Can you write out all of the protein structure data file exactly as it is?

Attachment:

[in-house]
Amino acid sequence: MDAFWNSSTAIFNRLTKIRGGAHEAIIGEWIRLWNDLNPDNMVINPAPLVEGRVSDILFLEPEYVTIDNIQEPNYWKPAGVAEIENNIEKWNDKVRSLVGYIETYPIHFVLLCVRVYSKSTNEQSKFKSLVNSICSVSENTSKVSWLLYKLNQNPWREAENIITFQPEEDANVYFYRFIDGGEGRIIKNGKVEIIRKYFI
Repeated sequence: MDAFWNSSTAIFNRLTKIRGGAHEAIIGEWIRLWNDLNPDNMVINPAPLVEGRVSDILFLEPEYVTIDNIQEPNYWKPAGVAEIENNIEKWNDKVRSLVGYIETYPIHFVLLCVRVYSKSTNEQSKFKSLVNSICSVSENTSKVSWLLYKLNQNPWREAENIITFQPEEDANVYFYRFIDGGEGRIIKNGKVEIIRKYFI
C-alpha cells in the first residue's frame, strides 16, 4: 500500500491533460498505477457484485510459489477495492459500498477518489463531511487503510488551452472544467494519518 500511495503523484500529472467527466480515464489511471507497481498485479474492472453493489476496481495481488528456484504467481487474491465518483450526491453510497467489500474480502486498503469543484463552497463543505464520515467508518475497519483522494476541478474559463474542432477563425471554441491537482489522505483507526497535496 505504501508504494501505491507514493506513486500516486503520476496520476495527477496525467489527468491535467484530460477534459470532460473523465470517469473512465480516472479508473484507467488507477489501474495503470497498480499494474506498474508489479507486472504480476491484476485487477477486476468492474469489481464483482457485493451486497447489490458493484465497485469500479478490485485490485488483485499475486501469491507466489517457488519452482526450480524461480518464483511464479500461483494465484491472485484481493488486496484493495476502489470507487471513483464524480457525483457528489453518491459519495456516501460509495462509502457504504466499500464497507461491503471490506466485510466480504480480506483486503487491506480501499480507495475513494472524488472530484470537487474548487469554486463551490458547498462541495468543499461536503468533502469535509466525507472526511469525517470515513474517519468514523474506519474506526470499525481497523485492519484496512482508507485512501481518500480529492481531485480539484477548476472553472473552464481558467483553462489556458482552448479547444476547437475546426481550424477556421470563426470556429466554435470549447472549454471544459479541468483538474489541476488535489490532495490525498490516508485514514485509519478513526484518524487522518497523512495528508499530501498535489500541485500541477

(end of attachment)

[in-house]
Amino acid sequence: MDAFWNSSTAIFNRLTKIRGGAHEAIIGEWIRLWNDLNPDNMVINPAPLVEGRVSDILFLEPEYVTIDNIQEPNYWKPAGVAEIENNIEKWNDKVRSLVGYIETYPIHFVLLCVRVYSKSTNEQSKFKSLVNSICSVSENTSKVSWLLYKLNQNPWREAENIITFQPEEDANVYFYRFIDGGEGRIIKNGKVEIIRKYFI
Repeated sequence: MDAFWNSSTAIFNRLTKIRGGAHEAIIGEWIRLWNDLNPDNMVINPAPLVEGRVSDILFLEPEYVTIDNIQEPNYWKPAGVAEIENNIEKWNDKVRSLVGYIETYPIHFVLLCVRVYSKSTNEQSKFKSLVNSICSVSENTSKVSWLLYKLNQNPWREAENIITFQPEEDANVYFYRFIDGGEGRIIKNGKVEIIRKYFI
C-alpha cells in the first residue's frame, strides 16, 4: 500500500491533460498505477457484485510459489477495492459500498477518489463531511487503510488551452472544467494519518 500511495503523484500529472467527466480515464489511471507497481498485479474492472453493489476496481495481488528456484504467481487474491465518483450526491453510497467489500474480502486498503469543484463552497463543505464520515467508518475497519483522494476541478474559463474542432477563425471554441491537482489522505483507526497535496 505504501508504494501505491507514493506513486500516486503520476496520476495527477496525467489527468491535467484530460477534459470532460473523465470517469473512465480516472479508473484507467488507477489501474495503470497498480499494474506498474508489479507486472504480476491484476485487477477486476468492474469489481464483482457485493451486497447489490458493484465497485469500479478490485485490485488483485499475486501469491507466489517457488519452482526450480524461480518464483511464479500461483494465484491472485484481493488486496484493495476502489470507487471513483464524480457525483457528489453518491459519495456516501460509495462509502457504504466499500464497507461491503471490506466485510466480504480480506483486503487491506480501499480507495475513494472524488472530484470537487474548487469554486463551490458547498462541495468543499461536503468533502469535509466525507472526511469525517470515513474517519468514523474506519474506526470499525481497523485492519484496512482508507485512501481518500480529492481531485480539484477548476472553472473552464481558467483553462489556458482552448479547444476547437475546426481550424477556421470563426470556429466554435470549447472549454471544459479541468483538474489541476488535489490532495490525498490516508485514514485509519478513526484518524487522518497523512495528508499530501498535489500541485500541477